- The Nampt activator P7C3 lowers blood glucose while increasing insulin-secreting pancreatic β cells in diabetic mice.
- Treatment with P7C3 increases physical endurance, as well as muscle strength and size.
- P7C3 raises “good” cholesterol and lowers “bad” cholesterol.
As the human population rises and the elderly population expands, unprecedented numbers of individuals with age-related diseases will need treatment. One of these age-related diseases is type 2 diabetes, which can cause other diseases like cardiovascular disease and neurodegenerative disorders. Type 2 diabetes also contributes to sarcopenia — the age-related decline in muscle mass and strength. It is perhaps no wonder why scientists are working hard to find treatments for this pervasive metabolic disease.
Researchers from the University of South Florida report in the Journal of Cachexia, Sarcopenia, and Muscle that they can improve symptoms of diabetes and muscle decline with a molecule called P7C3. They show that P7C3 lowers blood glucose and increases β cells — the cells of the pancreas that secrete insulin — in a mouse model for diabetes. Furthermore, P7C3 increases muscle strength and size while improving physical endurance in these diabetic mice. Moreover, fat metabolism was enhanced and cholesterol levels improved by P7C3.
Mending The Pancreas and Skeletal Muscle
Insulin is a signaling molecule that tells our cells to intake glucose from the bloodstream. In type 2 diabetes, the secretion of insulin by pancreatic β cells is impaired, preventing the normal utilization of glucose and leading to high blood glucose. Manickham and colleagues showed that treating diabetic mice with P7C3 increases insulin levels and the proportion of β cells in the pancreas. Furthermore, P7C3 reduces blood glucose levels, suggesting that P7C3 can reverse the major harms of diabetes.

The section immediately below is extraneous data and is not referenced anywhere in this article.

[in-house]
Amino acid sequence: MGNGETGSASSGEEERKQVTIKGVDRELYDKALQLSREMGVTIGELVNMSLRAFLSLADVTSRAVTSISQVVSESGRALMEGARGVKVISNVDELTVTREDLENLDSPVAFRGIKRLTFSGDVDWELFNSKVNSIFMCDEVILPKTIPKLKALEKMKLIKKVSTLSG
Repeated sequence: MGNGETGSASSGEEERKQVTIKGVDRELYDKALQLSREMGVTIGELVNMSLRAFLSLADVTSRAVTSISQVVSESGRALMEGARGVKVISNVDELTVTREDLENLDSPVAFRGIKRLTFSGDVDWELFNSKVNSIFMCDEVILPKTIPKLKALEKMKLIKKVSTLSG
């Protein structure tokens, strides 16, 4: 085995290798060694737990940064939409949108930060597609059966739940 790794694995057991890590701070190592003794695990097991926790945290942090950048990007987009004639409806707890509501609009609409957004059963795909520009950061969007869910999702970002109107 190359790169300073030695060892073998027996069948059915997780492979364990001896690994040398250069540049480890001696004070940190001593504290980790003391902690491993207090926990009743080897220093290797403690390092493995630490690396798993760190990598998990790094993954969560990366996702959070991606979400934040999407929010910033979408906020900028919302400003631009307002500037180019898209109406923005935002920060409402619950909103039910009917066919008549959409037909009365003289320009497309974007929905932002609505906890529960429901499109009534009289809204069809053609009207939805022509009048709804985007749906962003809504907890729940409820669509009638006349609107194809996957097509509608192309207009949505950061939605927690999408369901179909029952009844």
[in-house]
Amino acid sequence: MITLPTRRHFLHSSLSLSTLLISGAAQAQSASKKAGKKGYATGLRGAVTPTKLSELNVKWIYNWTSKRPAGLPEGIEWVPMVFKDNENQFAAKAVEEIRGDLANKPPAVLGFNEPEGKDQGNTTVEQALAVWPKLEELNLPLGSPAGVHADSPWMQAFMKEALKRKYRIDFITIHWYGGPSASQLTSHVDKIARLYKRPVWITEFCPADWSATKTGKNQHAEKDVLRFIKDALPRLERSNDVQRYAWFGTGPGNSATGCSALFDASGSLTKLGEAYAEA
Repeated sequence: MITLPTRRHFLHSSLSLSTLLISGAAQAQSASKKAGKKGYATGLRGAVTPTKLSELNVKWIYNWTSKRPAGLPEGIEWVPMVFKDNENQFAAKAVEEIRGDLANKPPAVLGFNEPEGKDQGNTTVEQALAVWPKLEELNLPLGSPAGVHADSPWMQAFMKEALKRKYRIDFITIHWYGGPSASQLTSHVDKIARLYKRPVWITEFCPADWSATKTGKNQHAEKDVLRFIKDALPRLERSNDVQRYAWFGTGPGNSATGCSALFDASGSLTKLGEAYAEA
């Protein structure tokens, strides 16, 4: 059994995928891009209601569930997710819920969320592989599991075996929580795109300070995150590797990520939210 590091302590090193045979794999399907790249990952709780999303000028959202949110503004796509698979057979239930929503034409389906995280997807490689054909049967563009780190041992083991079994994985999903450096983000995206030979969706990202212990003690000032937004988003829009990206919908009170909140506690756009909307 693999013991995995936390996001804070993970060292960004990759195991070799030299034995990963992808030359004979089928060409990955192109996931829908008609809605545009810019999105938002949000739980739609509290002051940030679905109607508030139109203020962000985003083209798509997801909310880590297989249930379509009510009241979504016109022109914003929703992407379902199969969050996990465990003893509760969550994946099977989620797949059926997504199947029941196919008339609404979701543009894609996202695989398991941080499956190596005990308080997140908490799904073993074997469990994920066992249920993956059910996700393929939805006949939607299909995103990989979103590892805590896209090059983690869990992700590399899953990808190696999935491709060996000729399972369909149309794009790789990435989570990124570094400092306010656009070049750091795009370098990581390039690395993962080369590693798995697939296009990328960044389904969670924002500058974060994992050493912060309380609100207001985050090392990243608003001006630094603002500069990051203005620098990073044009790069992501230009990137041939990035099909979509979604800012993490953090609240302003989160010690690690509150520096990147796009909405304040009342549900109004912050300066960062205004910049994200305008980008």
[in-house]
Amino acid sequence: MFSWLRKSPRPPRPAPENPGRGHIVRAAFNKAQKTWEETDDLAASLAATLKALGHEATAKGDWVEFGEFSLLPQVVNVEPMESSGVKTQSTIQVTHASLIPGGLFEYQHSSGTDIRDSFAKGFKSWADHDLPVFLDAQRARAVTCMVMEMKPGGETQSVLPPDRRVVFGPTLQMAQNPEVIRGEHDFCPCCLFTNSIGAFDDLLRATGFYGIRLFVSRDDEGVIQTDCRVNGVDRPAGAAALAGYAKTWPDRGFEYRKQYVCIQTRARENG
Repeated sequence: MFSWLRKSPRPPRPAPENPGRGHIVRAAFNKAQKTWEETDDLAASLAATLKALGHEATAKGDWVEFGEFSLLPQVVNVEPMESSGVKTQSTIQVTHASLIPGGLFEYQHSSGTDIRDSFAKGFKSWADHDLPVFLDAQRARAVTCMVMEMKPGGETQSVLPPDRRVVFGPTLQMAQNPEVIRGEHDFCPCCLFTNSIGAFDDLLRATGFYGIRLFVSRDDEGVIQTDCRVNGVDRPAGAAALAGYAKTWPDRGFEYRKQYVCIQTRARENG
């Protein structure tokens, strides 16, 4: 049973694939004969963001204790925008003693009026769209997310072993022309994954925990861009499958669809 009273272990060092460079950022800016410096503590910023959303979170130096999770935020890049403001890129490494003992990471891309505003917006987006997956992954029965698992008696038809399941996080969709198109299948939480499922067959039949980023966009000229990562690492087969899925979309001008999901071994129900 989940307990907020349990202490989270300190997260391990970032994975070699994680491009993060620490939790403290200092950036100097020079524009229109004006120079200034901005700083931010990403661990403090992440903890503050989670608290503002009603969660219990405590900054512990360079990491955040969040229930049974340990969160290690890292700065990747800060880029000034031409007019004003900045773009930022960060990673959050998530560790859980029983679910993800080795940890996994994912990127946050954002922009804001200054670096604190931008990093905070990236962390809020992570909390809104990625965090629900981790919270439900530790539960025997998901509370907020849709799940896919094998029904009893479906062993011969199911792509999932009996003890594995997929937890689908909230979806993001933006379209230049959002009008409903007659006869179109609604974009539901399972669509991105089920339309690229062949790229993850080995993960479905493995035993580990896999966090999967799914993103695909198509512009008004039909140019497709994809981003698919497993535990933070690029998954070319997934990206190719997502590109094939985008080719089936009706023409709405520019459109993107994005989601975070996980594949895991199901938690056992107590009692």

When our cells cannot properly utilize glucose, they cannot use it for energy, and without energy, our cells become dysfunctional and eventually die. This is just one way diabetes can exacerbate age-related diseases like muscle decline. Skeletal muscle is a major consumer of glucose, utilizing it for muscle contraction. Manickham and colleagues showed that diabetic mice exhibit muscle weakness, small muscle cells, and reduced voluntary running, all of which were reversed by P7C3, suggesting that PC73 can reverse diabetes-related muscle decline.
Low HDL and high LDL cholesterol are associated with type 2 diabetes and an increased risk of cardiovascular disease. Manickham and colleagues showed that P7C3 treatment increases HDL and decreases LDL cholesterol in diabetic mice, which could reduce the chances of heart disease. It was also shown that P7C3 improved fat metabolism, leading to less muscle fat, which is associated with poor-quality aged muscle and muscle decline. Overall, these findings show that activating Nampt to boost nicotinamide adenine dinucleotide (NAD+) could result in the reversal of diabetes and muscle decline.
Mending the Brain
Nampt is the key enzyme responsible for synthesizing NAD+, a molecule essential for the production of cellular energy (ATP). NAD+ levels decline with age in many rodent tissues, and in the blood and skin of humans. This decline is associated with many age-related diseases, including diabetes, muscle decline, and neurodegeneration. Thus, restoring NAD+ levels could mitigate these age-related diseases. While there are several ways to boost NAD+, activating Nampt is one of them. P7C3 was initially discovered as scientists searched for ways to enhance the formation of new neurons and was subsequently found to improve the cognitive performance of aged rats.
Can Boosting NAD+ Treat Diabetes in Humans?
While the NAD+ booster nicotinamide failed to treat type 1 diabetes, possibly causing insulin resistance due to oxidative stress, other NAD+ precursors — molecules that can increase NAD+ levels — may be more promising. A recent study showed that vitamin B3 lowered blood glucose and reduced the neurodegeneration associated with blindness in diabetic rodents. Nicotinamide riboside (NR) was shown to reverse diabetes-induced heart dysfunction in mice. However, NR lowered Nampt levels and did not increase skeletal muscle NAD+ levels in men with obesity and insulin resistance. Still, nicotinamide adenine dinucleotide (NMN) has been shown to treat diabetic mice. Overall, an apparent lack of human studies with NAD+ precursors like vitamin B3, NR, and NMN to treat diabetes calls for more evidence.